Hemorrhoids

Common Causes of Hemorrhoids

While they may not be life-threatening, hemorrhoids represent a highly delicate topic in medical discourse. That’s because they affect parts of the body, specifically, the anus and rectum, that few of us want to discuss openly. And yet, millions of Americans suffer from hemorrhoids, also known as piles, which are swollen veins found in the rectum or the skin located just around the anus.

It’s believed that most American adults will be forced to deal with hemorrhoids at some point in their lives. Often, hemorrhoids are just a nuisance, but in some cases they can form a painful clot that may require minor surgery. So, what causes this problem, which can result in pain, itching, bleeding and general discomfort around our most sensitive area?

1. Constipation

Constipation is one irritating health problem that’s actually more prevalent than hemorrhoids, which affect a majority of American adults on a regular basis. That said, constipation can lead directly to problems with hemorrhoids.

That’s because straining to have a bowel movement can result in excess pressure on the rectum and anus, resulting in swelling of the veins in these sensitive regions of the body. In other words, if you’re consistently dealing with constipation (and often find yourself trying to force a bowel movement), there’s a good chance you will develop hemorrhoids. That’s why it’s a good idea to follow a high-fiber diet that can help prevent constipation and limit your chances of developing hemorrhoids.

2. Excessive sitting

For most of human history, people have spent much of their day on their feet. However, over the past hundred years or so humans have spent more and more time sitting. This is partly a result of the rise of the office culture and partly due to the steady increase of recreational (or non-work) time.

In some ways, this is a good thing, as more people get to spend time using their minds rather than just their bodies. But it also means we’re spending an excessive amount of time sitting, which can lead to significant swelling in the areas around the anus and rectum. For many people who sit for hours at a time, this means the development of irritating hemorrhoids. To limit your chances of developing this problem, get up and walk around whenever possible. Also, talk to your superiors about using standing desks that can help reduce the amount of time you spend sitting at work.

3. Too much toilet time

If you’re having problems with bowel movements, as a result of diarrhea or constipation, you may find yourself spending an inordinate amount of time on the toilet. This is a problem, as excessive time in this position can lead to swelling around the anus and rectum and, eventually, the development of hemorrhoids.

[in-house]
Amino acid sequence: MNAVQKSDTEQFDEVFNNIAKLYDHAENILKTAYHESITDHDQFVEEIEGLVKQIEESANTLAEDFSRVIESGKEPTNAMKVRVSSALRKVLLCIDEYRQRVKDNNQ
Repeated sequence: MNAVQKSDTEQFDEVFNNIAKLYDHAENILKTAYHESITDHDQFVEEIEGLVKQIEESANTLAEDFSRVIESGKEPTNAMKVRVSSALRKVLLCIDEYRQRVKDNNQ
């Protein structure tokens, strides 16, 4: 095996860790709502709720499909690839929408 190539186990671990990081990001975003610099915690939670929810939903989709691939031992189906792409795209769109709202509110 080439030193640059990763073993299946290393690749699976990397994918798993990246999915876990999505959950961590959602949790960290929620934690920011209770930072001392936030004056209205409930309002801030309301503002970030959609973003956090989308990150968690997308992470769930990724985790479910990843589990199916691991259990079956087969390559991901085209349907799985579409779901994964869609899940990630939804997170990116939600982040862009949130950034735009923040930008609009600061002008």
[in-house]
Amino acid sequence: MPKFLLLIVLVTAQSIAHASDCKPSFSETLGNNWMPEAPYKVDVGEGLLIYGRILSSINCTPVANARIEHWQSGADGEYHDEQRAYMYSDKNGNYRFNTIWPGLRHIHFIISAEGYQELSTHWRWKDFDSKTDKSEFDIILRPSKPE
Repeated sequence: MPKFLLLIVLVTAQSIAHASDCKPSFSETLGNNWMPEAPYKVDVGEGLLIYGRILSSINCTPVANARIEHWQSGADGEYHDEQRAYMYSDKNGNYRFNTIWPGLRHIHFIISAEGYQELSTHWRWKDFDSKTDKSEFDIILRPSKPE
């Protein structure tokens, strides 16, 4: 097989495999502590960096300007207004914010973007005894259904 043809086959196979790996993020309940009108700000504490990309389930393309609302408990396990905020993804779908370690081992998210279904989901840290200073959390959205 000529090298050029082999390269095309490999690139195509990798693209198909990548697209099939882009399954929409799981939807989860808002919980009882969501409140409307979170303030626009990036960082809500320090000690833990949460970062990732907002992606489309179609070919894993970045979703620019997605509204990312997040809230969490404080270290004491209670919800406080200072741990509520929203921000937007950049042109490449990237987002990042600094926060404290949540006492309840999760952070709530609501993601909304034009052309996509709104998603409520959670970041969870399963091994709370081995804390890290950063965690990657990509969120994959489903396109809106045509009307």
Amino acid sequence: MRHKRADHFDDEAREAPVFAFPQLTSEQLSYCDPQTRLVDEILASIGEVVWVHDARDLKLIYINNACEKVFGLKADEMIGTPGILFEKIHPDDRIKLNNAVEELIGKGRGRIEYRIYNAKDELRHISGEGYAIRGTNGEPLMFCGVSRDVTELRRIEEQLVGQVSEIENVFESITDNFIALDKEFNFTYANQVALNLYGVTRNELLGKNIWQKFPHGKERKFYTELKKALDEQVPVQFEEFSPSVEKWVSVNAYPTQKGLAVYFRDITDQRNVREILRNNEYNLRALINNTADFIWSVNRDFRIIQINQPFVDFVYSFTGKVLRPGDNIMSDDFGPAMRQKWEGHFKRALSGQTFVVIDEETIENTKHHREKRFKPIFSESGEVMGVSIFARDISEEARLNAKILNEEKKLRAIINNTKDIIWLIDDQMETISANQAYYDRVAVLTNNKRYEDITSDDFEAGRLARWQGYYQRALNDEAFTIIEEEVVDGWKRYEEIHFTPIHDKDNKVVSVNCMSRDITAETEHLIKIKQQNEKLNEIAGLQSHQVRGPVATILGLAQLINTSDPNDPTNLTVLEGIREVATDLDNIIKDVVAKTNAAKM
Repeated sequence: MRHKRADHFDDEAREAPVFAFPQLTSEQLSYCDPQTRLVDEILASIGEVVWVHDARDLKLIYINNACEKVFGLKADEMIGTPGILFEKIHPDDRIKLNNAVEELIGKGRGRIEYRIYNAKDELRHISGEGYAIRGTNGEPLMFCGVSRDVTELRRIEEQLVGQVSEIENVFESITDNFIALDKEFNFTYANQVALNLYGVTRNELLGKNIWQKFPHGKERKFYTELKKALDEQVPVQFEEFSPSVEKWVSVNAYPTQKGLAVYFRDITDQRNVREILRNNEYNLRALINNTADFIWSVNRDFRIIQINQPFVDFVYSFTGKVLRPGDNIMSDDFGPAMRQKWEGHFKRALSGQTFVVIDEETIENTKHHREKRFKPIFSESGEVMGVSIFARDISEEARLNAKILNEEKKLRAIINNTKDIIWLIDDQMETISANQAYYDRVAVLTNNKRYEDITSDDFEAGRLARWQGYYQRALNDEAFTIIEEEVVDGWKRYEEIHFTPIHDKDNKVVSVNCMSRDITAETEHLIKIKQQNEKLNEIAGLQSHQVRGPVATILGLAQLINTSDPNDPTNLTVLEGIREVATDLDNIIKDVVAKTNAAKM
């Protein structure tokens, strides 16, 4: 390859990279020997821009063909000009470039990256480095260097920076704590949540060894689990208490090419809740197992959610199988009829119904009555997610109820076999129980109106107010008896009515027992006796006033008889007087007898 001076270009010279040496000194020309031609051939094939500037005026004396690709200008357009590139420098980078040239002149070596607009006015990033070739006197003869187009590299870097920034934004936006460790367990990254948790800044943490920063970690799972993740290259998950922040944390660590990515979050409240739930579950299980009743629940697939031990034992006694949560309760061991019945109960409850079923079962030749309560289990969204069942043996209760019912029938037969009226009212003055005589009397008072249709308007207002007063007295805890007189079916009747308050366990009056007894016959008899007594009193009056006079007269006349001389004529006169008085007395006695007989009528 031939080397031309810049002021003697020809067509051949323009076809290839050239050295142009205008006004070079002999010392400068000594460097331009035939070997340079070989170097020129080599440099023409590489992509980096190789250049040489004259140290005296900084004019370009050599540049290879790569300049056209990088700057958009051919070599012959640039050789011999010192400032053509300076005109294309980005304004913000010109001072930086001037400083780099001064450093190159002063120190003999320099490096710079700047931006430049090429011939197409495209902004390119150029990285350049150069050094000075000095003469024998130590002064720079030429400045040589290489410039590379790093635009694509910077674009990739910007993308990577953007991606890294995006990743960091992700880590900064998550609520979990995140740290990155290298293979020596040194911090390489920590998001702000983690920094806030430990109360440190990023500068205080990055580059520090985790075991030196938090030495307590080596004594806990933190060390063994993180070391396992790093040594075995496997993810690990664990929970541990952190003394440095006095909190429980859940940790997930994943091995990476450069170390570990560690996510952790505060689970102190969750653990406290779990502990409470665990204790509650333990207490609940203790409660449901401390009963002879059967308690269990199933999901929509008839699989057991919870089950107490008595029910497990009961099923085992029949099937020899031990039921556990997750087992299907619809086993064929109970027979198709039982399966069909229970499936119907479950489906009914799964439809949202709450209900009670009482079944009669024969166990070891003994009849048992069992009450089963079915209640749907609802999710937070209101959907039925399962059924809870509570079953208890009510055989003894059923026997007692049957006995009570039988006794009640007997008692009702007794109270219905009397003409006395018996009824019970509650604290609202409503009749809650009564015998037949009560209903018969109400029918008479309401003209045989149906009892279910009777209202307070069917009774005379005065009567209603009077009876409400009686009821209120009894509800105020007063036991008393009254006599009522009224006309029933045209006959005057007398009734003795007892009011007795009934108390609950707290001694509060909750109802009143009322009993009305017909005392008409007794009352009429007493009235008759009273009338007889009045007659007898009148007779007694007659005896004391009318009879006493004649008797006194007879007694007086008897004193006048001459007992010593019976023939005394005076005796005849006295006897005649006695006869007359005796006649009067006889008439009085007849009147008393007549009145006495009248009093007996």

To reduce your toilet time, make efforts to limit your chances of developing problems such as diarrhea and constipation. Both of these issues are often the result of problematic lifestyle choices, such as a low-fiber diet, excessive alcohol consumption, or addiction to prescription painkillers. Talk to your doctor about these matters before the development of irritating hemorrhoids adds to your concerns.

4. Weight problems

Carrying around too much body weight can present you with a number of serious health problems, such as placing too much pressure on the heart, joints, and bones. Additionally, people who are overweight or obese significantly raise their chances of developing type 2 diabetes, which can prove extremely dangerous if not treated properly.

But being overweight or obese can be problematic for another reason, it can lead to the development of hemorrhoids. That’s because heavier people tend to sit for long periods of time, with their excessive weight putting undue pressure on an individual’s rear end. Therefore, making important changes to one’s diet and lifestyle in order to lose weight can be a great way to limit one’s chances of developing painful and annoying hemorrhoids.

5. Pregnancy

Being pregnant can present a woman with a vast range of health difficulties, from nausea during the early stages to sore joints and muscles as the months drag on. Unfortunately, because pregnant women tend to spend more time sitting and because pregnancy causes a woman to gain weight, hemorrhoids are a common problem. Additionally, many pregnant women struggle with constipation, which can also lead to hemorrhoids.

If this problem affects you or someone you know, it’s recommended that the patient try eating a high-fiber diet and limit the amount of time spent sitting. Talk to your doctor for more information about reducing the impact of hemorrhoids and limiting your chances of developing them.

6. Trauma

Sustaining some kind of injury to the anus and rectum can lead to swelling around the veins in this area, potentially leading to the development of irritating and painful hemorrhoids. This kind of trauma can be caused by a number of issues, from slipping on an icy sidewalk and landing on one’s rear end to engaging in anal intercourse.

It’s important to see your doctor right away if you’ve sustained any particularly painful injury to your buttocks, especially the rectum and anus. A doctor can carry out a careful examination of the area and determine if any swelling could lead to problems with hemorrhoids.

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Dr. Gerald Morris

Gerald Morris, MD is a physician (Family Medicine/Internal Medicine) with over 20 years expertise in the medical arena. Dr. Morris has spent time as a clinician, clinical research coordinator/manager, medical writer, and instructor. He is a proponent of patient education as a tool in the diagnosis and treatment of acute and chronic medical conditions. Hence, his contribution to articles on Activebeat.

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